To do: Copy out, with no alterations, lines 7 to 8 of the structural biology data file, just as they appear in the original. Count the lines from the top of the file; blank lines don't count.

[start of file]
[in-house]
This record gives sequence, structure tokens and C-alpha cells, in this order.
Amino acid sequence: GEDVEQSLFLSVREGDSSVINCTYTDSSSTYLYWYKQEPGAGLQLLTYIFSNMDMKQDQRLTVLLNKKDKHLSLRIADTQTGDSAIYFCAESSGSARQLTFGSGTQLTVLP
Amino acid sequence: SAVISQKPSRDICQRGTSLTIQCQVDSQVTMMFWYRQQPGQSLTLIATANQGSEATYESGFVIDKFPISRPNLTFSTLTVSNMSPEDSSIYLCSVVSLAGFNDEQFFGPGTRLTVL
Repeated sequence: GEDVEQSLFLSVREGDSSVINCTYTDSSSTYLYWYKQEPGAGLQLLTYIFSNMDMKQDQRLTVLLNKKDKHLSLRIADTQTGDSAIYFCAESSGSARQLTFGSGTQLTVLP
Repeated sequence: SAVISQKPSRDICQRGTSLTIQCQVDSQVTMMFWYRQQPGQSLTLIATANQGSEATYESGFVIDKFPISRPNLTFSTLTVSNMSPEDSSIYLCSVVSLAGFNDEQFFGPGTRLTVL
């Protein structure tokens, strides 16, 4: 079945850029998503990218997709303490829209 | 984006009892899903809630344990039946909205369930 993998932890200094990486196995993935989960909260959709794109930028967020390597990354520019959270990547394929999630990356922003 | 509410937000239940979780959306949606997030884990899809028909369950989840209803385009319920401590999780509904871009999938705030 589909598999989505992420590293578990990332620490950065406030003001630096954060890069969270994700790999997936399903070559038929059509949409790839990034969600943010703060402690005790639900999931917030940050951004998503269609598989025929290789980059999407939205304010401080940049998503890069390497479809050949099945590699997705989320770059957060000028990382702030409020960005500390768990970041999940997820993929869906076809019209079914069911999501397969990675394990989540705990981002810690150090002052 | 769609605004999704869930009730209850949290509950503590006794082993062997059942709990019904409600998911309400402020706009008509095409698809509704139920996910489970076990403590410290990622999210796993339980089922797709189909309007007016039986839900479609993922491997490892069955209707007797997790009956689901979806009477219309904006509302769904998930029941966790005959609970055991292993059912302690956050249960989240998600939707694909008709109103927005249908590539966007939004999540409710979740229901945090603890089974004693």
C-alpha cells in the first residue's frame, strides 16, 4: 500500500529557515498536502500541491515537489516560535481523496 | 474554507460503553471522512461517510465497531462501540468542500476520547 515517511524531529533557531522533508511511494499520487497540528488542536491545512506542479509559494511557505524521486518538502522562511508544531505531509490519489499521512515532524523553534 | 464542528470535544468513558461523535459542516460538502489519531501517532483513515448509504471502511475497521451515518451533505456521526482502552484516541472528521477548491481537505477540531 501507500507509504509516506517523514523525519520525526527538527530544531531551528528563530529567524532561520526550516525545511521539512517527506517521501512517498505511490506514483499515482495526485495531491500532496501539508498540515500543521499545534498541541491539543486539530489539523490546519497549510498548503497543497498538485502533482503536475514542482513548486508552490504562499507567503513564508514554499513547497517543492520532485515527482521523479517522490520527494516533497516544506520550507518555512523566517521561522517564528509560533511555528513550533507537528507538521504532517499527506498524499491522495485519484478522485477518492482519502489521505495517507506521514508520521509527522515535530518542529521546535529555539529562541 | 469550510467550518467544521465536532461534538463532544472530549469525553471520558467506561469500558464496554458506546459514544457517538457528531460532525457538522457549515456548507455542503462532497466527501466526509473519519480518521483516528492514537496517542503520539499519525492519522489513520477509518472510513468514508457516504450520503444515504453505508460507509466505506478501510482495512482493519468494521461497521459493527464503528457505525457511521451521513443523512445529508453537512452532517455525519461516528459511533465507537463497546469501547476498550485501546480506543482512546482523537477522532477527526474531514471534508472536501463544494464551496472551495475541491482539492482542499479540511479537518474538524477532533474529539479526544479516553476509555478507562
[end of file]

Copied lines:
């Protein structure tokens, strides 16, 4: 079945850029998503990218997709303490829209 | 984006009892899903809630344990039946909205369930 993998932890200094990486196995993935989960909260959709794109930028967020390597990354520019959270990547394929999630990356922003 | 509410937000239940979780959306949606997030884990899809028909369950989840209803385009319920401590999780509904871009999938705030 589909598999989505992420590293578990990332620490950065406030003001630096954060890069969270994700790999997936399903070559038929059509949409790839990034969600943010703060402690005790639900999931917030940050951004998503269609598989025929290789980059999407939205304010401080940049998503890069390497479809050949099945590699997705989320770059957060000028990382702030409020960005500390768990970041999940997820993929869906076809019209079914069911999501397969990675394990989540705990981002810690150090002052 | 769609605004999704869930009730209850949290509950503590006794082993062997059942709990019904409600998911309400402020706009008509095409698809509704139920996910489970076990403590410290990622999210796993339980089922797709189909309007007016039986839900479609993922491997490892069955209707007797997790009956689901979806009477219309904006509302769904998930029941966790005959609970055991292993059912302690956050249960989240998600939707694909008709109103927005249908590539966007939004999540409710979740229901945090603890089974004693």
C-alpha cells in the first residue's frame, strides 16, 4: 500500500529557515498536502500541491515537489516560535481523496 | 474554507460503553471522512461517510465497531462501540468542500476520547 515517511524531529533557531522533508511511494499520487497540528488542536491545512506542479509559494511557505524521486518538502522562511508544531505531509490519489499521512515532524523553534 | 464542528470535544468513558461523535459542516460538502489519531501517532483513515448509504471502511475497521451515518451533505456521526482502552484516541472528521477548491481537505477540531 501507500507509504509516506517523514523525519520525526527538527530544531531551528528563530529567524532561520526550516525545511521539512517527506517521501512517498505511490506514483499515482495526485495531491500532496501539508498540515500543521499545534498541541491539543486539530489539523490546519497549510498548503497543497498538485502533482503536475514542482513548486508552490504562499507567503513564508514554499513547497517543492520532485515527482521523479517522490520527494516533497516544506520550507518555512523566517521561522517564528509560533511555528513550533507537528507538521504532517499527506498524499491522495485519484478522485477518492482519502489521505495517507506521514508520521509527522515535530518542529521546535529555539529562541 | 469550510467550518467544521465536532461534538463532544472530549469525553471520558467506561469500558464496554458506546459514544457517538457528531460532525457538522457549515456548507455542503462532497466527501466526509473519519480518521483516528492514537496517542503520539499519525492519522489513520477509518472510513468514508457516504450520503444515504453505508460507509466505506478501510482495512482493519468494521461497521459493527464503528457505525457511521451521513443523512445529508453537512452532517455525519461516528459511533465507537463497546469501547476498550485501546480506543482512546482523537477522532477527526474531514471534508472536501463544494464551496472551495475541491482539492482542499479540511479537518474538524477532533474529539479526544479516553476509555478507562